Dangling from Bridge, Greenpeace Climbers Blockade Arctic Drilling Ship
'Every second we stop Shell counts'
Climate justice campaigners rappelling from a towering bridge and paddling in kayaks have so far successfully blocked Shell Oil's fleet from leaving Portland, Oregon's port to embark on a widely opposed drilling expedition in the Alaskan Arctic.
Launched Tuesday and continuing overnight into Wednesday morning, the series of colorful direct actions comes just days after President Barack Obama gave the green-light for the oil giant to drill in the Chukchi Sea, despite his pledge to make tackling climate change a top priority.
But when the oil giant's massive Fennica icebreaker sought to leave the port, campaigners put their bodies in the way.
Twenty-six climbers are currently hanging from the St. Johns bridge over the Willamette River in Portland to prevent Shell's vessel from passing beneath. Bearing signs that say "Shell No" and "Save the Arctic," the protesters have "enough supplies to last for several days," Greenpeace USA said in a statement.
So far, they have prevented the vessel from commencing its voyage. Because a federal permit requires the Fennica to be present at the site before drilling can begin, the direct action is effectively halting the extraction for the moment.
"Every second we stop Shell counts," declared Annie Leonard, the executive director of Greenpeace USA. "The brave climbers here in Portland are now what stand between Shell and Arctic oil. This is President Obama's last chance to wake up and realize the disaster that could happen on his watch."
Meanwhile, dozens of "kayaktivists" took to the water to help block the icebreaker, which Portland Rising Tide organizer Meredith Cocks said was scheduled to depart early Wednesday morning. Now that Shell's plan has been disrupted, protesters are preparing to launch further kayak blockades to disrupt other scheduled departures.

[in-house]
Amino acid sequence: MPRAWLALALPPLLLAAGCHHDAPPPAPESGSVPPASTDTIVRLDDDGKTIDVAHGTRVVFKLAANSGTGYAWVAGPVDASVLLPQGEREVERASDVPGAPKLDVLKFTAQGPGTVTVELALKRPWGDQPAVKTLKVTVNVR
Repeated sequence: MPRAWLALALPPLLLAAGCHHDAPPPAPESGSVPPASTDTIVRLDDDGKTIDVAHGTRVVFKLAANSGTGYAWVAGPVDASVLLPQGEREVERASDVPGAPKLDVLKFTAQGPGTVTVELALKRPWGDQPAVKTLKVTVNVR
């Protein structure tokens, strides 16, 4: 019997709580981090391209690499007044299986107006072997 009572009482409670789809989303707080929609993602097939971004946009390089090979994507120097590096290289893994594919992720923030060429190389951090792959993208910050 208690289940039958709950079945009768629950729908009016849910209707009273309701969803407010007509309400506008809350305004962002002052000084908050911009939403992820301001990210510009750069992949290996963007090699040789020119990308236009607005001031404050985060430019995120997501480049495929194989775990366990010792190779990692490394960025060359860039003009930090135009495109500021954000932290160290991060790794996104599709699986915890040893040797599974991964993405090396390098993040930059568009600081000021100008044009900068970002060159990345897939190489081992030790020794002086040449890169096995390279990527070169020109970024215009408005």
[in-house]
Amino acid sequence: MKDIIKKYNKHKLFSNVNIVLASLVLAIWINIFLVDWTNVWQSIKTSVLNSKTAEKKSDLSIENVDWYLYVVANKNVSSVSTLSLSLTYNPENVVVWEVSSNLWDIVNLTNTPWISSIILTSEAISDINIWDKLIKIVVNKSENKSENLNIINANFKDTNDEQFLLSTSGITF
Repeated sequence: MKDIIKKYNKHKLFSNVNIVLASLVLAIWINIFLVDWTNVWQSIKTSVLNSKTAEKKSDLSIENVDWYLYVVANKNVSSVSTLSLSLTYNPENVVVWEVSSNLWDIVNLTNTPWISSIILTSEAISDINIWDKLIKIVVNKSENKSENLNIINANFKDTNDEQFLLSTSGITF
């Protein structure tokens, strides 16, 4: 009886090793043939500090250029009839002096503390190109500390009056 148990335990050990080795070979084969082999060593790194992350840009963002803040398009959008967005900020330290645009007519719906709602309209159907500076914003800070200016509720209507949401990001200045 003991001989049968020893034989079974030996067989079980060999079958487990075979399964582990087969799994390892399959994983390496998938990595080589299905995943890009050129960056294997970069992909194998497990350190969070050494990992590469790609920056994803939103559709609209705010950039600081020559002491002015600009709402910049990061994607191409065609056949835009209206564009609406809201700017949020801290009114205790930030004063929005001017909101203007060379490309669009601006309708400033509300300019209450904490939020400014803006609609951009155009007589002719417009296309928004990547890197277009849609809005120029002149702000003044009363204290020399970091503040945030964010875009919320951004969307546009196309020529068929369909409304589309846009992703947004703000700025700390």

Those paddling for climate justice follow other nationwide direct actions by kayak.
"The longer we can keep Fennica docked, the longer we can delay exploratory drilling in the Arctic," Cocks told Common Dreams from a boat floating alongside the kayaktivists. "There is a narrow window of time Shell can be drilling up there. Every second they are not drilling, carbon is being kept in the ground. It is unconscionable for us to be seeking to extract new fossil fuels, let alone under a pristine ecosystem that native communities rely on for their sustenance and heritage."
The direct action comes as scientists warn that to avert a climate catastrophe, the majority of fossil fuel deposits around the world must remain unused, including all Arctic oil and gas.
The blockades followed a gathering of over 100 people on Tuesday to "hold space with vigil on land and water" to prepare for the massive direct actions, explained Cocks. Numerous community members, as well as groups including Center for Sustainable Economy, 350 PDX, and Portland Rising Tide, are participating in the actions.
"I think people are feeling jubilant," Cocks continued. "Folks set out to delay the ship's departure, and that's what happened. We are declaring victory in the campaign for the moment, and we know it is not over. I believe we will continue to impede their progress."